Guest Author - Terrie Lynn Bittner
Note: This family home evening allows a parent whose spouse is not a member of the church to discuss temples with his or her children and to answer the children’s questions about their family’s eternity.
1. Attention activity: Ask each family member to draw or write some of the things that make their family special or happy. If you consider your family to be generally unhappy, remember that every family (at least those with a parent doing her best) has something happy. If necessary, pray in advance for insight into what is good about your family and then guide your children, through questions, to discovering these for themselves. For example: What do we do on Sundays? What game did we play last week? When Susy had trouble in school, how did we help?
2. Place the drawings and writings on a piece of poster board labeled “Our Special Family.”
3. Show a picture of the temple and share your feelings about temple work and families. If you’ve been through the temple, share how you feel when you go there. If you haven’t, share your testimony of what it means to a Latter-day Saint. Remember that temples join not just living members of a family, but all those who have gone before. Place the temple on the poster board.
4. Explain that even though you are not yet an eternal family, Heavenly Father loves your family and watches over it. He has promised that those of us who are worthy will have every blessing we’re entitled to. Share the following quote by Elder Richard G. Scott. (If your children are young, use portions or put it in your own words.)
“Throughout your life on earth, seek diligently to fulfill the fundamental purposes of this life through the ideal family. While you may not have yet reached that ideal, do all you can through obedience and faith in the Lord to consistently draw as close to it as you are able. Let nothing dissuade you from that objective. If it requires fundamental changes in your personal life, make them. When you have the required age and maturity, obtain all of the ordinances of the temple you can receive. If for the present, that does not include sealing in the temple to a righteous companion, live for it. Pray for it. Exercise faith that you will obtain it. Never do anything that would make you unworthy of it. If you have lost the vision of eternal marriage, rekindle it. If your dream requires patience, give it. As brothers, we prayed and worked for 30 years before our mother and our nonmember father were sealed in the temple. Don’t become overanxious. Do the best you can. We cannot say whether that blessing will be obtained on this side of the veil or beyond it, but the Lord will keep His promises. In His infinite wisdom, He will make possible all you qualify in worthiness to receive. Do not be discouraged. Living a pattern of life as close as possible to the ideal will provide much happiness, great satisfaction, and impressive growth while here on earth regardless of your current life circumstances.” (Richard G. Scott, “First Things First,” Ensign, May 2001, 6)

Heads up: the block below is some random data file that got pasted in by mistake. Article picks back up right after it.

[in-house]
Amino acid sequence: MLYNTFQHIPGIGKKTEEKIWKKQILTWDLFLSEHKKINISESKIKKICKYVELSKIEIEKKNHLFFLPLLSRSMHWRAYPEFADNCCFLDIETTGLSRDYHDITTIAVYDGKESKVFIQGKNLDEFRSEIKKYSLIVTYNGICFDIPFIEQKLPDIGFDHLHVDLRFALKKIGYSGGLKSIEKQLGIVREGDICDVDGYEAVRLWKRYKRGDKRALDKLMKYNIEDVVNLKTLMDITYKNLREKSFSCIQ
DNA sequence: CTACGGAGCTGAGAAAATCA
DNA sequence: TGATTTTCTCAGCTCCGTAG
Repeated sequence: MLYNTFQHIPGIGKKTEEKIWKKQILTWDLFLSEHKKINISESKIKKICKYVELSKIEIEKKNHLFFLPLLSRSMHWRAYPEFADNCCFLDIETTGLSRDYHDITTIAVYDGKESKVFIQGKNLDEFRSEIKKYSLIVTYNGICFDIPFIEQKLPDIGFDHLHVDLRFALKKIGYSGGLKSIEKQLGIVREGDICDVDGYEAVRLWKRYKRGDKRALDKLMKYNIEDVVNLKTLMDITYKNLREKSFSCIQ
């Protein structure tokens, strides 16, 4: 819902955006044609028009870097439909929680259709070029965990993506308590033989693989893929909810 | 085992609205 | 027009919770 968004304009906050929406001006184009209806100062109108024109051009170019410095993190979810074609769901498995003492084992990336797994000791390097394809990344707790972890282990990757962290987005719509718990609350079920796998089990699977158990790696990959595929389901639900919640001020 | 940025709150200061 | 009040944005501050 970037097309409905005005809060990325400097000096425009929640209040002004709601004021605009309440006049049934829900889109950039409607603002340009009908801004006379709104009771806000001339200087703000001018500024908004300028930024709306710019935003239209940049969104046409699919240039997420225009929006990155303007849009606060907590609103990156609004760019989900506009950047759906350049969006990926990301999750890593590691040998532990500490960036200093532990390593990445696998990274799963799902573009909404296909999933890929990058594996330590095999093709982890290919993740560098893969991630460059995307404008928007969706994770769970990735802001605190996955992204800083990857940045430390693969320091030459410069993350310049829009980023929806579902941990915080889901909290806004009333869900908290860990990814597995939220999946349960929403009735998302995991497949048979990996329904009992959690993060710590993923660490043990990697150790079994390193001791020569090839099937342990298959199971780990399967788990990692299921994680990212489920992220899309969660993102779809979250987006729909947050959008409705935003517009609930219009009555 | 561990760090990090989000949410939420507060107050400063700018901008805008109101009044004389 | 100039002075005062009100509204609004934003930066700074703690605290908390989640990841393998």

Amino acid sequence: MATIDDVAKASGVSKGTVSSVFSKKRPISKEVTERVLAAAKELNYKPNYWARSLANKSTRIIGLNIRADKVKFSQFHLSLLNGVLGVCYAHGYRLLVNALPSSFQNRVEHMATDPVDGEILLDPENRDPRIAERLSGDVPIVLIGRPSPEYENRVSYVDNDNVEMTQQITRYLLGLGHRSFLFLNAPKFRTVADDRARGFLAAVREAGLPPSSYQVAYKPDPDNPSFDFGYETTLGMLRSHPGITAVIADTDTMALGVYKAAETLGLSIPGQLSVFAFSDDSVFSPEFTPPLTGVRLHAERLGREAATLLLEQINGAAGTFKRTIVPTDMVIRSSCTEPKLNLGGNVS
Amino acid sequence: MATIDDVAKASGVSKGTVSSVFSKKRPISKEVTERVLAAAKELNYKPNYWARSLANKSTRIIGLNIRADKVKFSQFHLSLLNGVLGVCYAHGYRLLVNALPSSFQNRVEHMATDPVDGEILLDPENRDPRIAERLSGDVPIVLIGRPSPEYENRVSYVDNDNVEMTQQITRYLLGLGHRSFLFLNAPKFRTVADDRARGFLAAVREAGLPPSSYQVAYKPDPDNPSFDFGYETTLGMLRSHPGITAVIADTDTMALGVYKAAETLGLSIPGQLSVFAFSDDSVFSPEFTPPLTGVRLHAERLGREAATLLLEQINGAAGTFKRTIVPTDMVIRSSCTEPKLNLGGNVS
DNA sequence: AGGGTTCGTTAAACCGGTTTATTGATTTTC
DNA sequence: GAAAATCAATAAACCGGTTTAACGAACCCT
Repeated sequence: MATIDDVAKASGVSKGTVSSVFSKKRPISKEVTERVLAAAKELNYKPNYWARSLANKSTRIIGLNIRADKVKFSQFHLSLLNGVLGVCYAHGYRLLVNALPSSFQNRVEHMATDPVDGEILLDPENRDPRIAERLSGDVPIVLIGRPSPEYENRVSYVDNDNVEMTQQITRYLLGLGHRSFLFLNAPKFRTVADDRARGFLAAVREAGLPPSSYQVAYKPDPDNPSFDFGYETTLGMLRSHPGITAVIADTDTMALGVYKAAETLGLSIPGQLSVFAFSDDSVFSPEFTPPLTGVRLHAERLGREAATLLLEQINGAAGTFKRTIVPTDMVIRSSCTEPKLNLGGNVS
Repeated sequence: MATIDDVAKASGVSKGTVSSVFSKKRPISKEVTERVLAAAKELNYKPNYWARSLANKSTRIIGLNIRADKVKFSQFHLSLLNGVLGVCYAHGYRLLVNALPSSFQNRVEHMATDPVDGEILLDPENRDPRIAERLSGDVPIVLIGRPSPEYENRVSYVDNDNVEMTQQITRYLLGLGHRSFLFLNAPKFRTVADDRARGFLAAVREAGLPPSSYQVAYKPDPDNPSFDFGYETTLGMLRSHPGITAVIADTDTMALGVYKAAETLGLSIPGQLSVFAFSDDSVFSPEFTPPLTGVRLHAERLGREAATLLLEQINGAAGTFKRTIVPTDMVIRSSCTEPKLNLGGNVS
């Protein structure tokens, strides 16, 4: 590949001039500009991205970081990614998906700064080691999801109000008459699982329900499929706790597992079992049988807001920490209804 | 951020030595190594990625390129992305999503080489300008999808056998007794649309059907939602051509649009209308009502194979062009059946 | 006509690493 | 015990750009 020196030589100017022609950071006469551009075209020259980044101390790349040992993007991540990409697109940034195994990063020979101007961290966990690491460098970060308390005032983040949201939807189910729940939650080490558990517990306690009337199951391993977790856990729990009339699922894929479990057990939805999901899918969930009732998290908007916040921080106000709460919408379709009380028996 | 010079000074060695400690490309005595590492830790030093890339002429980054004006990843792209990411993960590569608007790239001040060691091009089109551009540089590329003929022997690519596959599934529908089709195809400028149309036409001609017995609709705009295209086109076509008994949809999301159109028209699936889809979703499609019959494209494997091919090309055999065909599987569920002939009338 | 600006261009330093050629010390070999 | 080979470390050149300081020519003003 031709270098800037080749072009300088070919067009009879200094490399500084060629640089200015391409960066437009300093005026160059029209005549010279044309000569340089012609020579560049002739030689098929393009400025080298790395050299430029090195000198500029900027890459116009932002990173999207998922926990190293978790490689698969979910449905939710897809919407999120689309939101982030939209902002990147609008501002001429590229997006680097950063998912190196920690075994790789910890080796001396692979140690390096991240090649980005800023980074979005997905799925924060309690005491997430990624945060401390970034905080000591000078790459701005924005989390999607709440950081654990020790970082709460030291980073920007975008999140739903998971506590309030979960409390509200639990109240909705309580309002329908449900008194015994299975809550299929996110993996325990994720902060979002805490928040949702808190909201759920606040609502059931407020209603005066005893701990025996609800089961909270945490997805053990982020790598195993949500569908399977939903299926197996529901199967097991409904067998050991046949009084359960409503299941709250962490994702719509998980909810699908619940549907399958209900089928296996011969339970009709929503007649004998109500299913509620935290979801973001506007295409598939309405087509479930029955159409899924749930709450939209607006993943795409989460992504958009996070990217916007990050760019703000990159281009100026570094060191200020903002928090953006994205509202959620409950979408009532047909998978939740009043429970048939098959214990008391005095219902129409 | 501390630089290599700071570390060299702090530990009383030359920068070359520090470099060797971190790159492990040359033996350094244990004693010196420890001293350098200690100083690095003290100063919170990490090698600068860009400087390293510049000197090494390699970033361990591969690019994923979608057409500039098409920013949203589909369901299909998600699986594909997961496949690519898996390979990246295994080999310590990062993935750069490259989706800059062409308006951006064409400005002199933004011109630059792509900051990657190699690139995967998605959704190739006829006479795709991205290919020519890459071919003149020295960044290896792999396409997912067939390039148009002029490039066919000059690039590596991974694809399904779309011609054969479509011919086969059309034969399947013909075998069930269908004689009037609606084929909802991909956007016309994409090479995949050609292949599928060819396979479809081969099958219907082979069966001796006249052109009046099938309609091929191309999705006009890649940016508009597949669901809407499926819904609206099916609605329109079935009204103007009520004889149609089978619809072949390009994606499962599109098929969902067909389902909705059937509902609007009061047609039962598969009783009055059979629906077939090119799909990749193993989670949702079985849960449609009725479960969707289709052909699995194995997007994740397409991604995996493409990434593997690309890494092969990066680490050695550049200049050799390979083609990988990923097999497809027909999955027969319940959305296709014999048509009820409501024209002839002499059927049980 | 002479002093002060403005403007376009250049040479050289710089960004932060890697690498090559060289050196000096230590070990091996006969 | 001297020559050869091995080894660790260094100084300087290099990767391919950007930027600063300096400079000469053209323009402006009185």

Point out that Elder Scott had to wait thirty years to see his parents sealed in the temple because his father wasn’t a member of the church. This didn’t keep him from becoming a general authority.
5. Help your children see what is good about the parent who is not a member. Express your appreciation for the aspects of the gospel the parent allows the family to live, and for his or her own celestial qualities. Remind them that Heavenly Father loves that parent as much as he loves the family members who are members of the church. If you aren't married to the children's father, still make an effort to show respect for him if it's at all possible. If it is not possible, help them to understand their Heavenly Father loves them and watches over this family.
6. Express your faith that even though you don’t know how Heavenly Father will arrange things in Heaven, you do know it will be fair and you will all be happy. Bear testimony of your faith in this.
7. When family members are unable to be sealed as an eternal family at this time, they still have a responsibility to work toward that goal. That means each family member should work to make their home as celestial as possible, to set a good example for the parent who is not a member, and to live the gospel the best they can.
8. Help your children make a chart in which they show ways they can make their family happier. Give each child file cards or hearts and ask them to write down one thing on each card they will do this week to make their family happier. Together, decorate a box with hearts. As each person finishes a goal, he should drop it into the box. It might be fun to continue this over time and see how long it takes to fill the box with loving actions.
9. Offer hope to your children and help them understand that the parent who is not a member is loved, valued, and important, as are they.
10. You may want to show them that temple blessings are being offered to your family members who have died, and assure them they can have the blessings of that extended family based on their own worthiness.
Note: Below is a link to a coloring page of the Palmyra temple. Click the thumbnail to be taken to a full picture that can be printed. This picture is based on a photograph taken by my husband, Lincoln Bittner, and was turned into a coloring page by BellaOnline’s Buddhism editor as a gift to us.